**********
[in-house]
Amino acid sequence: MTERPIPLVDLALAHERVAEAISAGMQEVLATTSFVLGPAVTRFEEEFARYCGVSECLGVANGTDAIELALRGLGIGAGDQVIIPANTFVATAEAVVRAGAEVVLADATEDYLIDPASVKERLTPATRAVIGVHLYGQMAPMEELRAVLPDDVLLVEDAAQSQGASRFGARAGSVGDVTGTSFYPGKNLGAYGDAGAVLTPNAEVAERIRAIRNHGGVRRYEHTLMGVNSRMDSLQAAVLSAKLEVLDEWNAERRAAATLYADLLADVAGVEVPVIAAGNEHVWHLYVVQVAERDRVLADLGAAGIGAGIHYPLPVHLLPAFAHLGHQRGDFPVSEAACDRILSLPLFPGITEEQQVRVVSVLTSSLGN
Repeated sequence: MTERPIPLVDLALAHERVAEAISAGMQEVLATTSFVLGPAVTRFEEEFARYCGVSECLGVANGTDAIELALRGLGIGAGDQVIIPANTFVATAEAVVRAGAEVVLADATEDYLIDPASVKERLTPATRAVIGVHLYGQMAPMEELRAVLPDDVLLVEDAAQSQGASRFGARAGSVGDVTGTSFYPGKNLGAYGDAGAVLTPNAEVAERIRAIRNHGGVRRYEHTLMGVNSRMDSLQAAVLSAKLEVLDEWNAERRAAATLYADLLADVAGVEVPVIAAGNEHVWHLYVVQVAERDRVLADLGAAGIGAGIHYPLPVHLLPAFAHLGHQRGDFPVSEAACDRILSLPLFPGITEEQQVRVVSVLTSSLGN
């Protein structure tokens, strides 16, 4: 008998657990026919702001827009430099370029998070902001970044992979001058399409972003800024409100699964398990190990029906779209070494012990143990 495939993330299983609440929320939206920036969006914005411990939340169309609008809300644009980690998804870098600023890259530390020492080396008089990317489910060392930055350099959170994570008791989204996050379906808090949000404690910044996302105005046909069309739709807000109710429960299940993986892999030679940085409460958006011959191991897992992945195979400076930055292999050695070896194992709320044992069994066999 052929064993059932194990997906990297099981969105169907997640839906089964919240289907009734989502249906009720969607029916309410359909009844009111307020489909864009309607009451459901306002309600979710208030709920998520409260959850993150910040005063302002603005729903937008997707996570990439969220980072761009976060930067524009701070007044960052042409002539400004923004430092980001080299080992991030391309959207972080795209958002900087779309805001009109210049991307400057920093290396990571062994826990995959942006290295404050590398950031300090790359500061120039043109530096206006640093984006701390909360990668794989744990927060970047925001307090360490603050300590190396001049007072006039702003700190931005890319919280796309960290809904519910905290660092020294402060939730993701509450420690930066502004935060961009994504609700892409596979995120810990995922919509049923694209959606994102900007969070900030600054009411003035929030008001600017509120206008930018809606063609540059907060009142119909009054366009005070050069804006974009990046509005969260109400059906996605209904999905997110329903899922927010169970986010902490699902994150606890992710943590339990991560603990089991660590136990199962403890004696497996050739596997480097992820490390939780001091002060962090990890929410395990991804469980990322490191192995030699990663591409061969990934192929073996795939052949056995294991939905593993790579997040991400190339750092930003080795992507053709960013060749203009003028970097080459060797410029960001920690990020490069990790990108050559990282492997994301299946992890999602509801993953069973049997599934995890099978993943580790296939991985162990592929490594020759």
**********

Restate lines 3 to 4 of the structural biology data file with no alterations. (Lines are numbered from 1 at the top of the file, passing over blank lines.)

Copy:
Repeated sequence: MTERPIPLVDLALAHERVAEAISAGMQEVLATTSFVLGPAVTRFEEEFARYCGVSECLGVANGTDAIELALRGLGIGAGDQVIIPANTFVATAEAVVRAGAEVVLADATEDYLIDPASVKERLTPATRAVIGVHLYGQMAPMEELRAVLPDDVLLVEDAAQSQGASRFGARAGSVGDVTGTSFYPGKNLGAYGDAGAVLTPNAEVAERIRAIRNHGGVRRYEHTLMGVNSRMDSLQAAVLSAKLEVLDEWNAERRAAATLYADLLADVAGVEVPVIAAGNEHVWHLYVVQVAERDRVLADLGAAGIGAGIHYPLPVHLLPAFAHLGHQRGDFPVSEAACDRILSLPLFPGITEEQQVRVVSVLTSSLGN
């Protein structure tokens, strides 16, 4: 008998657990026919702001827009430099370029998070902001970044992979001058399409972003800024409100699964398990190990029906779209070494012990143990 495939993330299983609440929320939206920036969006914005411990939340169309609008809300644009980690998804870098600023890259530390020492080396008089990317489910060392930055350099959170994570008791989204996050379906808090949000404690910044996302105005046909069309739709807000109710429960299940993986892999030679940085409460958006011959191991897992992945195979400076930055292999050695070896194992709320044992069994066999 052929064993059932194990997906990297099981969105169907997640839906089964919240289907009734989502249906009720969607029916309410359909009844009111307020489909864009309607009451459901306002309600979710208030709920998520409260959850993150910040005063302002603005729903937008997707996570990439969220980072761009976060930067524009701070007044960052042409002539400004923004430092980001080299080992991030391309959207972080795209958002900087779309805001009109210049991307400057920093290396990571062994826990995959942006290295404050590398950031300090790359500061120039043109530096206006640093984006701390909360990668794989744990927060970047925001307090360490603050300590190396001049007072006039702003700190931005890319919280796309960290809904519910905290660092020294402060939730993701509450420690930066502004935060961009994504609700892409596979995120810990995922919509049923694209959606994102900007969070900030600054009411003035929030008001600017509120206008930018809606063609540059907060009142119909009054366009005070050069804006974009990046509005969260109400059906996605209904999905997110329903899922927010169970986010902490699902994150606890992710943590339990991560603990089991660590136990199962403890004696497996050739596997480097992820490390939780001091002060962090990890929410395990991804469980990322490191192995030699990663591409061969990934192929073996795939052949056995294991939905593993790579997040991400190339750092930003080795992507053709960013060749203009003028970097080459060797410029960001920690990020490069990790990108050559990282492997994301299946992890999602509801993953069973049997599934995890099978993943580790296939991985162990592929490594020759």